• Whatever your role, you should be aware of basic standards of care that will help. Handout: NVOAD ESC Points of Consensus There are many well-meaning people who do and have done harm when attempting to provide ESC for survivors of disaster. There are good practices for do’s and don’ts. In brief, don’t dismiss pain; don’t try to explain; don’t argue – Do show care, Do listen. There is a large difference between care to someone from your own community or house of worship, and providing ESC to a stranger in time of disaster. Sometimes ESC providers abuse their intended help-ees by attempting to offer their own faith traditions as an “answer.” However, offering ESC is NOT the same as proselytization andcan even backfire and do harm. Removing the coping mechanisms of a person by shaking their religious foundation and trying to replace them with your own can leave a person without any foundation. Even if the person has no faith tradition, to attempt to provide your own can shake whatever coping mechanism they have used in the past. This does not mean you cannot pray with a person or answer questions about why you are there, doing what you are doing. It does mean that you pray when the person asks or otherwise indicates that they would like to pray; that you ask about their own faith tradition and seek to comply with their tradition as much as possible, and that you answer questions about yourself, not questions about them.Even if they are trained as therapists, Emotional and Spiritual Caregivers shouldnot to act as therapists. If they are not qualified therapists, they surely must not try to do therapy. 4)I urge you to read and share the NVOAD Points of Consensus which represents the collected wisdom of many traditions and experienced providers of emotional and spiritual care in disaster.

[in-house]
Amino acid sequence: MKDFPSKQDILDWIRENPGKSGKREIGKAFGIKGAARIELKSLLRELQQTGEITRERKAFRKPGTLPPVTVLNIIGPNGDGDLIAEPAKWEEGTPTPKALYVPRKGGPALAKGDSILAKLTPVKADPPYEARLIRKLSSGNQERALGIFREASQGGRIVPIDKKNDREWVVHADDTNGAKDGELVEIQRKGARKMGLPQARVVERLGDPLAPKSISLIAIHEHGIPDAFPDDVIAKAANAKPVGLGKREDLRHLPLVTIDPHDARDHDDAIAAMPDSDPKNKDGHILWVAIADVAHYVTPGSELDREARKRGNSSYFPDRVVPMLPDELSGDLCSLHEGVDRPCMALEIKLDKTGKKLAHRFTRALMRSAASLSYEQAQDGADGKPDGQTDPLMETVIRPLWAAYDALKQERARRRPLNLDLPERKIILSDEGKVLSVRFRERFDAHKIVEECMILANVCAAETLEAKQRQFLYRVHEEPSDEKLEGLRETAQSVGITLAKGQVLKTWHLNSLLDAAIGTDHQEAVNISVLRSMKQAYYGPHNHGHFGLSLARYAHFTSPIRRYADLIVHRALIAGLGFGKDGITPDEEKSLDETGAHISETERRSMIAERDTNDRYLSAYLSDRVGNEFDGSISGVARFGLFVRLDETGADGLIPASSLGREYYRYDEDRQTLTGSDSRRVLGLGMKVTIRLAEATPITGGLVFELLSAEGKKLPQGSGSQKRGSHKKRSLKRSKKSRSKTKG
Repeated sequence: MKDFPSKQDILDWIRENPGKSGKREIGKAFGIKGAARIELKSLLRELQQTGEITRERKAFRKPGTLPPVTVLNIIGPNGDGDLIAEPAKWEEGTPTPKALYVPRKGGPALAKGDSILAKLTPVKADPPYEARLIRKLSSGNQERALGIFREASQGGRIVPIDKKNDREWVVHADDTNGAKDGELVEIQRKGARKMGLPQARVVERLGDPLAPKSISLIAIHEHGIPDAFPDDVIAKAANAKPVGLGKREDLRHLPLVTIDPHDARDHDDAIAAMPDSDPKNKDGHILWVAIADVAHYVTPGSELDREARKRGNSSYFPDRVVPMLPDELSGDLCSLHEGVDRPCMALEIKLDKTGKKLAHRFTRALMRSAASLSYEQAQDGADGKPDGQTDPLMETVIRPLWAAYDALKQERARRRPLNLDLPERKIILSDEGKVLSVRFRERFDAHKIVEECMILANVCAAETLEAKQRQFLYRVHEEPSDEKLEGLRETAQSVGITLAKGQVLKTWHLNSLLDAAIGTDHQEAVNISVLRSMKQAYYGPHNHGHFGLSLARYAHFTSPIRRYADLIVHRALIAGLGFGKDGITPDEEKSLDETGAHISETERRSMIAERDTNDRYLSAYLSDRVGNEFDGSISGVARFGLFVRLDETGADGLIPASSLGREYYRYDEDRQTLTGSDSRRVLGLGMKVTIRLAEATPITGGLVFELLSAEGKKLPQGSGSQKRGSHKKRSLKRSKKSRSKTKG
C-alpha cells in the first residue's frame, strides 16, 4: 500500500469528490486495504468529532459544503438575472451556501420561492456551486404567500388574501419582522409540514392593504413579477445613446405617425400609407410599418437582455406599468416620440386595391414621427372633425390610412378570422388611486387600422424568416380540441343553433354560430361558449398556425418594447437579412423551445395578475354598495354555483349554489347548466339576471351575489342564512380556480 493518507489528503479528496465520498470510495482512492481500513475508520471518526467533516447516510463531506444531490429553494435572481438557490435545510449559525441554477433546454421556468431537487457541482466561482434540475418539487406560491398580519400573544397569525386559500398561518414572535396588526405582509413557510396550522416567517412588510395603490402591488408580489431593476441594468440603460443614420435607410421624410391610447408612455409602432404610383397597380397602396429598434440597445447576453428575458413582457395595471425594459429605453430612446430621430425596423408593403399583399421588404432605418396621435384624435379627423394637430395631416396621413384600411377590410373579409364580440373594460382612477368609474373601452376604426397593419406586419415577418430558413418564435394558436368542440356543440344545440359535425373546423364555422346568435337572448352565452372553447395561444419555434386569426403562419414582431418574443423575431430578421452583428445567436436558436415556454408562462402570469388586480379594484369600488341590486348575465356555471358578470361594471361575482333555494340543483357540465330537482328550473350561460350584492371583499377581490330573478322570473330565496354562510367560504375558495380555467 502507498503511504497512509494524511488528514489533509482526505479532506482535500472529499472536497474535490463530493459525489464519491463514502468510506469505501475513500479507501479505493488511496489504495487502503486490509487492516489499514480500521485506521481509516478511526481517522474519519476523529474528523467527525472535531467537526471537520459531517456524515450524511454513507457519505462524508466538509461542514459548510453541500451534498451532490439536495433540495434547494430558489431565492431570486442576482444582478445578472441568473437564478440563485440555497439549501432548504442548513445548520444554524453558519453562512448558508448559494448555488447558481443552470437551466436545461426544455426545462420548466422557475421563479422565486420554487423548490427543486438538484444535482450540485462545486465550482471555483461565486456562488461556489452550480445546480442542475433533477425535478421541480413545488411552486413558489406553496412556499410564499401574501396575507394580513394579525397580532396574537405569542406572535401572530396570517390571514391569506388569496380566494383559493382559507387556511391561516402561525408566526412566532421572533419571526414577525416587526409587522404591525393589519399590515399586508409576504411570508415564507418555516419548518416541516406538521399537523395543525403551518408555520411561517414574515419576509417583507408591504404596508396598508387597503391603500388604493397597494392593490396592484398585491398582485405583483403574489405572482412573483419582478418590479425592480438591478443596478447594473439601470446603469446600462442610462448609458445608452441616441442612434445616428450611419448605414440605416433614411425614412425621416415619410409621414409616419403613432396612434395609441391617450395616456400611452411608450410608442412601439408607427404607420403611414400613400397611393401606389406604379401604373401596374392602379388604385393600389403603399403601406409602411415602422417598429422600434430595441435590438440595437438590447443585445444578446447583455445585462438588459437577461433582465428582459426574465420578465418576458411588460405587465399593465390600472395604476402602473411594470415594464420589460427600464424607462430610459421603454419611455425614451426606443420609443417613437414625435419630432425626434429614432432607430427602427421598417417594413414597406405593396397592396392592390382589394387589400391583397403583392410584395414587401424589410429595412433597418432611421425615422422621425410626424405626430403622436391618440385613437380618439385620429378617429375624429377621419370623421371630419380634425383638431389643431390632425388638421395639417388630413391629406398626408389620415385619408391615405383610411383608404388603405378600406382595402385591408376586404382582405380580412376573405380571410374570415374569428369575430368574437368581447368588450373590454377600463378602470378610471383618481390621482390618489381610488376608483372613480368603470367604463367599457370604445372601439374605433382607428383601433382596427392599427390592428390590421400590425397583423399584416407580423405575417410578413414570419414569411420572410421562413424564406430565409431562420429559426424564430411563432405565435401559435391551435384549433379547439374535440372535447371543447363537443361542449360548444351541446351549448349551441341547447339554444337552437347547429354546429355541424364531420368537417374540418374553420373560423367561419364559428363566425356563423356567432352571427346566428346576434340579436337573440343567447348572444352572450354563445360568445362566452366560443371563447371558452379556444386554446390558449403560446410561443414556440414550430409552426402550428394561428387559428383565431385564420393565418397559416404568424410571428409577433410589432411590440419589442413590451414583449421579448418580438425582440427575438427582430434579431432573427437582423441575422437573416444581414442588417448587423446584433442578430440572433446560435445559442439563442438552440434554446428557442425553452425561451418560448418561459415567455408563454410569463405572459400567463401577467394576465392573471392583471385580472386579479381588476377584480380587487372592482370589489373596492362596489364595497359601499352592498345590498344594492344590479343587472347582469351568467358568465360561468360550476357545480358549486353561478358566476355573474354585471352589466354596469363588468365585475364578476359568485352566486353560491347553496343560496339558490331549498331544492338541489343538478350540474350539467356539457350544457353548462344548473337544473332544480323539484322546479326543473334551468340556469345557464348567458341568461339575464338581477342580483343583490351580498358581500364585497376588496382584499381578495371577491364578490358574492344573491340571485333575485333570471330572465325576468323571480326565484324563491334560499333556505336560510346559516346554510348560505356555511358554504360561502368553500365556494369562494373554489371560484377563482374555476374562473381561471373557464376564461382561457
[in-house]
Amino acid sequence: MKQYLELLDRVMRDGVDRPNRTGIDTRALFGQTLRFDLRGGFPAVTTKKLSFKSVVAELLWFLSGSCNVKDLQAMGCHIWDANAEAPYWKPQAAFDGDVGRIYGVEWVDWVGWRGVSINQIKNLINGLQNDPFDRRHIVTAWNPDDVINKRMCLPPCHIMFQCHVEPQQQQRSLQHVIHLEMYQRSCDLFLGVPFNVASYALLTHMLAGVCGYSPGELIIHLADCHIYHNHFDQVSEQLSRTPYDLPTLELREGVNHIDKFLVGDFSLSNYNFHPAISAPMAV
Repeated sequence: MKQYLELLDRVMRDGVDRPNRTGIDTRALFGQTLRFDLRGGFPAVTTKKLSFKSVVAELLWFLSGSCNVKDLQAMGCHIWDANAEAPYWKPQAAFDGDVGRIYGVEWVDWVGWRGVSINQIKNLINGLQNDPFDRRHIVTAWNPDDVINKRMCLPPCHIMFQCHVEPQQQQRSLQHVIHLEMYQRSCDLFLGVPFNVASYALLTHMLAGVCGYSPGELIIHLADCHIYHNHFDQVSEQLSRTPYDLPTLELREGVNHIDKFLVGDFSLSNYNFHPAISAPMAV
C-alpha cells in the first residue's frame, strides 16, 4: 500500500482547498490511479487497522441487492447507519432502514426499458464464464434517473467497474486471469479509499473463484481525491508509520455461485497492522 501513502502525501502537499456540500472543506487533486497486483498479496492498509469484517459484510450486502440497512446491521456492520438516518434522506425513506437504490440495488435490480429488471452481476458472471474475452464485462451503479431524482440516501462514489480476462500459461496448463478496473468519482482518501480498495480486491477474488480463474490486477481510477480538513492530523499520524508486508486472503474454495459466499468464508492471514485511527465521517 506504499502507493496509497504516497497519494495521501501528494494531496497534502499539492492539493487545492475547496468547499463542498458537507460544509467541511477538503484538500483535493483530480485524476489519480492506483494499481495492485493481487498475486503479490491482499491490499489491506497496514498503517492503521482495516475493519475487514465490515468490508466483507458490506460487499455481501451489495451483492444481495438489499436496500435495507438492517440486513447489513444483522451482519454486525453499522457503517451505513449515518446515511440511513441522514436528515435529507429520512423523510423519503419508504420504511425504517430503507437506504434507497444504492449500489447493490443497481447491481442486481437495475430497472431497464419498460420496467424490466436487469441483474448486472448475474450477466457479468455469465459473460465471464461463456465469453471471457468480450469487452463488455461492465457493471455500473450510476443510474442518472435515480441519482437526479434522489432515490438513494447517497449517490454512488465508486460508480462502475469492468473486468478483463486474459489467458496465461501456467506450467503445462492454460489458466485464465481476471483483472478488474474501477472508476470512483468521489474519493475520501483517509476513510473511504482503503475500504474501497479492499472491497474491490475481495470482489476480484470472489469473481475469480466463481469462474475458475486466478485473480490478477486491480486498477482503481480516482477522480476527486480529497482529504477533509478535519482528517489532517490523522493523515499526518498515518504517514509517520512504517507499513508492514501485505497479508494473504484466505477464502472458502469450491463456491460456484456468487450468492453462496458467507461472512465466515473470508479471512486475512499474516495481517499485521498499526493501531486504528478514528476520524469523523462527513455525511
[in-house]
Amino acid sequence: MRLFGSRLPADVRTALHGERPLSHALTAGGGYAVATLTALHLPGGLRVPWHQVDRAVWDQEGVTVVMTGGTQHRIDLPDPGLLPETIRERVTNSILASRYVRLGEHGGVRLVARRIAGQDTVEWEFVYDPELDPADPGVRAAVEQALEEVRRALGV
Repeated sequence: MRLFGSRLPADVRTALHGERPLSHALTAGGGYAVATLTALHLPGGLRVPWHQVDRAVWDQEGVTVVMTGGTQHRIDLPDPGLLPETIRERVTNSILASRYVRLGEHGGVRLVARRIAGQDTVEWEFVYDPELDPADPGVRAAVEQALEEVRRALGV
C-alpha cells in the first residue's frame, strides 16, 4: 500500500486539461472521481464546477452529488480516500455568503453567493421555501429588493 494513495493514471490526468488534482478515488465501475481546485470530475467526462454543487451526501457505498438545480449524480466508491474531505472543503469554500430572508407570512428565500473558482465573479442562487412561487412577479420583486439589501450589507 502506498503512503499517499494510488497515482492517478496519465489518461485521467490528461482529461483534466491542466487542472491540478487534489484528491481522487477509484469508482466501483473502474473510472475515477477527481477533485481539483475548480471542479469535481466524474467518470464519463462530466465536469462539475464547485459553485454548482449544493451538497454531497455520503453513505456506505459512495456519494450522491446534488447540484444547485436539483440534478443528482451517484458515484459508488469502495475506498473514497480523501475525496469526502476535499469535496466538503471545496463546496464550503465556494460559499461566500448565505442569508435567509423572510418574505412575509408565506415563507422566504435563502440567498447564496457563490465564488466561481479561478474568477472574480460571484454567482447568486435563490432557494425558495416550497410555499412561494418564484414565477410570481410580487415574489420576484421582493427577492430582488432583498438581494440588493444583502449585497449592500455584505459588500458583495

• This Light Our Way page also gives an excellent review of guidelines for delivering Emotional and Spiritual Care.
  • You might encourage your house of worship leadership to become involved with Fairfax Community Chaplains. This organziation has been in existence for about 4 years. It is governed by a steering committee of volunteers who have committed themselves to partnerships in Fairfax County (including the County government office of Emergency Management and Faith Communities in Action. [Fairfax County Faith Communities in Action (FCIA) is a network of faith communities, faith and community-based organizations, and government agencies that promote a respectful, healthy, and caring community through countywide interfaith, government and non-profit organization dialogue. The group is supported by Fairfax County Community Interfaith Coordination within the Department of Neighborhood and Community Services.]